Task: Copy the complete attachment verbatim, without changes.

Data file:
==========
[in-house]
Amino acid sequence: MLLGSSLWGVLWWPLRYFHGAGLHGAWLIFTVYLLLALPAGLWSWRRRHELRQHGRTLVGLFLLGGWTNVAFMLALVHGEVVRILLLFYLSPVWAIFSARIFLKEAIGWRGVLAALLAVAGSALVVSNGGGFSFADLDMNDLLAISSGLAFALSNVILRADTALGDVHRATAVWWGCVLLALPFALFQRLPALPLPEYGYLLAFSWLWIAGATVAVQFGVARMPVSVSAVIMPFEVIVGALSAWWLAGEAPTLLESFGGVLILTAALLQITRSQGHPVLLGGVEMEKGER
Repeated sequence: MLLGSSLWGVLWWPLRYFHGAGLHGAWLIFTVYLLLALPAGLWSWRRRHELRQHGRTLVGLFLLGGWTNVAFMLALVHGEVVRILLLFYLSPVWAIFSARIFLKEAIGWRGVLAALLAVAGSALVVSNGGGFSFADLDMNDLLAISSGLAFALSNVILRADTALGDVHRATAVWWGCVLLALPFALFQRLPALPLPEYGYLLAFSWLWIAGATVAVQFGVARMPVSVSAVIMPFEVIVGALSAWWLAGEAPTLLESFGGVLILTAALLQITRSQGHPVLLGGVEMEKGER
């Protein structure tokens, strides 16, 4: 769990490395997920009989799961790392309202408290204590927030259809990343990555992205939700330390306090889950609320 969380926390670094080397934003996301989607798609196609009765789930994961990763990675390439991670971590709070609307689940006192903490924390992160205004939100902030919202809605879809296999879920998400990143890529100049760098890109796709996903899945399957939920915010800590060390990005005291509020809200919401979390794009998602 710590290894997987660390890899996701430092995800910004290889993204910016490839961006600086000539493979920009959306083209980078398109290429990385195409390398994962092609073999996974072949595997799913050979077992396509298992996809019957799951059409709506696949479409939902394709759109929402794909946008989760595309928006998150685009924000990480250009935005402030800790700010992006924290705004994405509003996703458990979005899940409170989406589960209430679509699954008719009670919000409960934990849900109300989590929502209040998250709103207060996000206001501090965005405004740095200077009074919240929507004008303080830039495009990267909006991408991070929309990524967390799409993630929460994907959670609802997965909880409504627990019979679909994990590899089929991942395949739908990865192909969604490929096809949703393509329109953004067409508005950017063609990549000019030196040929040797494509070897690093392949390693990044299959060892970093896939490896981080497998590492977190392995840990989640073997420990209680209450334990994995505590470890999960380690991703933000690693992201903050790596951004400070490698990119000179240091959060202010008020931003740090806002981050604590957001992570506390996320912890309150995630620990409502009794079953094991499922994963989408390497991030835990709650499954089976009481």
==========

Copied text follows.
[in-house]
Amino acid sequence: MLLGSSLWGVLWWPLRYFHGAGLHGAWLIFTVYLLLALPAGLWSWRRRHELRQHGRTLVGLFLLGGWTNVAFMLALVHGEVVRILLLFYLSPVWAIFSARIFLKEAIGWRGVLAALLAVAGSALVVSNGGGFSFADLDMNDLLAISSGLAFALSNVILRADTALGDVHRATAVWWGCVLLALPFALFQRLPALPLPEYGYLLAFSWLWIAGATVAVQFGVARMPVSVSAVIMPFEVIVGALSAWWLAGEAPTLLESFGGVLILTAALLQITRSQGHPVLLGGVEMEKGER
Repeated sequence: MLLGSSLWGVLWWPLRYFHGAGLHGAWLIFTVYLLLALPAGLWSWRRRHELRQHGRTLVGLFLLGGWTNVAFMLALVHGEVVRILLLFYLSPVWAIFSARIFLKEAIGWRGVLAALLAVAGSALVVSNGGGFSFADLDMNDLLAISSGLAFALSNVILRADTALGDVHRATAVWWGCVLLALPFALFQRLPALPLPEYGYLLAFSWLWIAGATVAVQFGVARMPVSVSAVIMPFEVIVGALSAWWLAGEAPTLLESFGGVLILTAALLQITRSQGHPVLLGGVEMEKGER
């Protein structure tokens, strides 16, 4: 769990490395997920009989799961790392309202408290204590927030259809990343990555992205939700330390306090889950609320 969380926390670094080397934003996301989607798609196609009765789930994961990763990675390439991670971590709070609307689940006192903490924390992160205004939100902030919202809605879809296999879920998400990143890529100049760098890109796709996903899945399957939920915010800590060390990005005291509020809200919401979390794009998602 710590290894997987660390890899996701430092995800910004290889993204910016490839961006600086000539493979920009959306083209980078398109290429990385195409390398994962092609073999996974072949595997799913050979077992396509298992996809019957799951059409709506696949479409939902394709759109929402794909946008989760595309928006998150685009924000990480250009935005402030800790700010992006924290705004994405509003996703458990979005899940409170989406589960209430679509699954008719009670919000409960934990849900109300989590929502209040998250709103207060996000206001501090965005405004740095200077009074919240929507004008303080830039495009990267909006991408991070929309990524967390799409993630929460994907959670609802997965909880409504627990019979679909994990590899089929991942395949739908990865192909969604490929096809949703393509329109953004067409508005950017063609990549000019030196040929040797494509070897690093392949390693990044299959060892970093896939490896981080497998590492977190392995840990989640073997420990209680209450334990994995505590470890999960380690991703933000690693992201903050790596951004400070490698990119000179240091959060202010008020931003740090806002981050604590957001992570506390996320912890309150995630620990409502009794079953094991499922994963989408390497991030835990709650499954089976009481």